Printing up Resumes



55 w 53rd st ny 10019

Neighborhood: Midtown

Midtown is the part that nobody loves, that nobody thinks of as home. 

The bars have no character and the delis are as uniform as cartoon nurses. If there is an all-night bodega, it must be a joyless one. (I like all-night bodegas. They are an unfailing source of joy and surprise to me. I can spend half-hours marvelling drunkenly, blissfully, that a store so small and cramped offers both the Jif and Skippy peanut butter brands, and at 5:30 a.m. at that.)

I work in midtown, at one of those a-monkey-could-do-it jobs that I tell myself will one day look very impressive in 11-point Garamond on high-quality resume paper. One day, my new co-worker Glen and I decided to go out to lunch. Usually we monkey-workers eat lunch alone, at our desks, quiet and sullen. But it was fall outside, the first cold day, and the warm hum of the office proved intolerably deadening.

Then too, I didn’t have any friends yet at work. Maybe Glen would be my friend. He seemed funny, alert, perpetually surprised by life. Maybe, now and then after work, we could sometimes go to a characterless bar and sip Stella Artois and “unwind.” That might be nice, now and then.

We walked down and over to Hell’s Kitchen and stopped in a tiny, long restaurant that served sandwiches on French bread. Brie-and-turkey-and-cranberry. Hummus-and-tomato-and-olive. Chicken-and-pesto. Oh, such enticing, special lunches, and oh, so very few blocks fromt the part of New York that nobody loves. The day was beautiful and in the restaurant, Chopin’s Nocturnes were playing.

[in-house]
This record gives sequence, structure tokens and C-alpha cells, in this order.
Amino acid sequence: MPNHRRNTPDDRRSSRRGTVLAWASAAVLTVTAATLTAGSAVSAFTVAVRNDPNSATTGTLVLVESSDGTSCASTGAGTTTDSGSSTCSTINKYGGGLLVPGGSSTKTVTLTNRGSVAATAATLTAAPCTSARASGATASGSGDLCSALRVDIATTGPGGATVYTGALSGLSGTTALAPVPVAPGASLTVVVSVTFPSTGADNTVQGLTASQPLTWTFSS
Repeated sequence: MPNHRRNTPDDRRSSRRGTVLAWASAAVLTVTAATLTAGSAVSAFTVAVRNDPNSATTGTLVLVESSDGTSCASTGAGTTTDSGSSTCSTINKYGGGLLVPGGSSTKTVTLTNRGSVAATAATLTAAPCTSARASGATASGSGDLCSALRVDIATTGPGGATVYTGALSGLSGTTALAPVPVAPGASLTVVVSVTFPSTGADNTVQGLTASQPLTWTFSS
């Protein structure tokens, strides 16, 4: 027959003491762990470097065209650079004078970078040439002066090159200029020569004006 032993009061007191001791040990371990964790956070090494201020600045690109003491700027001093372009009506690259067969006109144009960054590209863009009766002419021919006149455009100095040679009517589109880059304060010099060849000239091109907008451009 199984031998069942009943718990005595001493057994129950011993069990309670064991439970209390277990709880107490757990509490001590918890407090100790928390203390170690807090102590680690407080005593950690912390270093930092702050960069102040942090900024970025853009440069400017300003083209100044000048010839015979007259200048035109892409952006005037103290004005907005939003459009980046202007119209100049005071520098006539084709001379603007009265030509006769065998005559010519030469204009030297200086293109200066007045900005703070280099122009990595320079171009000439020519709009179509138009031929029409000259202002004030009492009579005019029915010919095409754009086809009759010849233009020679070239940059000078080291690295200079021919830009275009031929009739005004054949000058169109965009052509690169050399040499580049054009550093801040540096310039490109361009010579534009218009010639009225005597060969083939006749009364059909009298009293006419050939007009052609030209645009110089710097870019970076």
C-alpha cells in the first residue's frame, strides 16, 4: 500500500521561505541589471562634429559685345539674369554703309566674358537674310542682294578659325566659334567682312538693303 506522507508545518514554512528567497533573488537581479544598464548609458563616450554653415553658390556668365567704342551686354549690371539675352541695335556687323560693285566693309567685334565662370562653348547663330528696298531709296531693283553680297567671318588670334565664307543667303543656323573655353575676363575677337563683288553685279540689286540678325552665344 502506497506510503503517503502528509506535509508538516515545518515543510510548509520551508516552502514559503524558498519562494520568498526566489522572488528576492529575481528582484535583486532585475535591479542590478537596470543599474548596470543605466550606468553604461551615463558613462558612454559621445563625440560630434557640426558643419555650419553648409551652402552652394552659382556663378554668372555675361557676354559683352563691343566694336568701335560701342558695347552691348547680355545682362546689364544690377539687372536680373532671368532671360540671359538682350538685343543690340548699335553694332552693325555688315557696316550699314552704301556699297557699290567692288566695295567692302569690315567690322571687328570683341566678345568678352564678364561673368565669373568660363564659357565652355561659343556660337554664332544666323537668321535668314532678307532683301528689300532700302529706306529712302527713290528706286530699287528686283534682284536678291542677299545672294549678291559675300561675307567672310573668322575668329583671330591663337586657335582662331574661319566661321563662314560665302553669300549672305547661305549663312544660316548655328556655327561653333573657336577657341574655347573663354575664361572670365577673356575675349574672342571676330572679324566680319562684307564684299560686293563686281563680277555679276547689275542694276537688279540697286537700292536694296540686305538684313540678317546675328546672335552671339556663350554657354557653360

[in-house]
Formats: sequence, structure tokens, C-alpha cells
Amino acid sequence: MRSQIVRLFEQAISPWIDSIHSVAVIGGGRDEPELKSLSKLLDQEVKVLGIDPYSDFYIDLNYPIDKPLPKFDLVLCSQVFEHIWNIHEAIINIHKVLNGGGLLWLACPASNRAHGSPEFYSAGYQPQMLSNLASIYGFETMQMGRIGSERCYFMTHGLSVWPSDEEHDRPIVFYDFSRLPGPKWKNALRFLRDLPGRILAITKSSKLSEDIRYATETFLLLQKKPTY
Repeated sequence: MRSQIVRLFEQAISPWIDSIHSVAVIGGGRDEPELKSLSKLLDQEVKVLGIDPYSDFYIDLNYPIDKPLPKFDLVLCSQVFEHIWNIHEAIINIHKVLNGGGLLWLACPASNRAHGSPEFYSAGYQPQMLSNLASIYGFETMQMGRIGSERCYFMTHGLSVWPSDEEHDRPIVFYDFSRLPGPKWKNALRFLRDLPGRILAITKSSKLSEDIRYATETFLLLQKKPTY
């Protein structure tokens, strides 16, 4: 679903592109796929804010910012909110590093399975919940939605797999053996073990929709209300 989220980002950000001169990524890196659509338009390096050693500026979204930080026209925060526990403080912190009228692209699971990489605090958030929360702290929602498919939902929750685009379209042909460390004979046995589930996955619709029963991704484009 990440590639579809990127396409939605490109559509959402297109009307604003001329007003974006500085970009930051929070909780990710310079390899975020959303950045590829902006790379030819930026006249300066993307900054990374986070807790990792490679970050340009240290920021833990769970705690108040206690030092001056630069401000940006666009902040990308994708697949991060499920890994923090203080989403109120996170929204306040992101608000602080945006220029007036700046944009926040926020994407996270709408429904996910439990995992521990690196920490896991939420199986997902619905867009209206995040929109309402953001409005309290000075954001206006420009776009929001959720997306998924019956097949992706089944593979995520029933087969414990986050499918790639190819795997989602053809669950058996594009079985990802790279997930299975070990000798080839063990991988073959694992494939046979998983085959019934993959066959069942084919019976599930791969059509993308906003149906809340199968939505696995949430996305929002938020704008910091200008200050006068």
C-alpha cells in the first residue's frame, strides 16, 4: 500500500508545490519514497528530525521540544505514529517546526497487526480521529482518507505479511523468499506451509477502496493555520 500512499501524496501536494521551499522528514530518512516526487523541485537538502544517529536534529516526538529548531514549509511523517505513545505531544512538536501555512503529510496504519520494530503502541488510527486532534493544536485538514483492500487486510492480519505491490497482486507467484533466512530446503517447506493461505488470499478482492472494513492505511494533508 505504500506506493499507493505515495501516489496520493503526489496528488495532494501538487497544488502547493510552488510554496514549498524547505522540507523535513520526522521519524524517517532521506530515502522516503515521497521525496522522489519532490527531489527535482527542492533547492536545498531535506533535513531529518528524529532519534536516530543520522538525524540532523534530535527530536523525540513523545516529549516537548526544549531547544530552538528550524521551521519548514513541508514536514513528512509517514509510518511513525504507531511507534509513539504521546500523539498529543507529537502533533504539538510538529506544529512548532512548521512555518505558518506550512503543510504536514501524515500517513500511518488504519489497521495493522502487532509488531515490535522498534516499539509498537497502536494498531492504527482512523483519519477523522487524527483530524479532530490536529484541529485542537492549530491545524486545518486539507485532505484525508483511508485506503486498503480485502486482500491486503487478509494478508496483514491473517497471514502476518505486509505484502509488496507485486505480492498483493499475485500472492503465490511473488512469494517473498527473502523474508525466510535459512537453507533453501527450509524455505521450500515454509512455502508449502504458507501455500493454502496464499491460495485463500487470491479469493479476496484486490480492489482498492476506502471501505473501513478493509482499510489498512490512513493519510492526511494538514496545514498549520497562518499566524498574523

We bought sandwiches and couldn’t eat them. Greg had had a root canal in a molar the day before, and the crusty French bread was too hard to chew. I had chipped off a front tooth two weeks earlier, and every bite caused the chipped tooth to wiggle disturbingly. We sat glumly. We paid.  We didn’t find the coincidence of mutual dental agony funny, at all.

On the way back to work, a pigeon flapped by, one wing brushing against my head. I jumped and squeaked. Glen laughed. “Don’t they look like fish to you?” he asked.

“Pigeons? Look like fish?”

“Yes,” he said. “They look like big, grey fish with wings.”

This could be fun. This could save our dismal lunch. “Maybe they evolved from the fish, crawled up out of the water and flew away,” I suggested.

Glen said nothing for a little while, then burst out, “One day I’ll catch one when it flies by. Just reach out and grab it with my hands.”

“And bite its head off?” I don’t know why I felt this was the natural progression of Glen’s thought. Maybe I was still hungry. In any case I was wrong–he looked horrified. 

“No, and let it go, of course. I just want to know what they feel like, to hold.” He looked at me as if I actually HAD just bitten the head off of a pigeon and still had blood smearing my top lip and caking in the cracks between my teeth.

We went back to the building in silence. Glen took the elevator to 36; I stayed on to 41. Our desks are on different floors. We’re friendly. We don’t really have that much in common. Sometimes, we stop in the hall, take a few minutes to chat or rant about the mundanity of our work or the officiousness of our managers. 

Most often, we talk about other jobs we’re thinking of applying for, in other parts of the city. 

I’ve gotten as far as printing up resumes.

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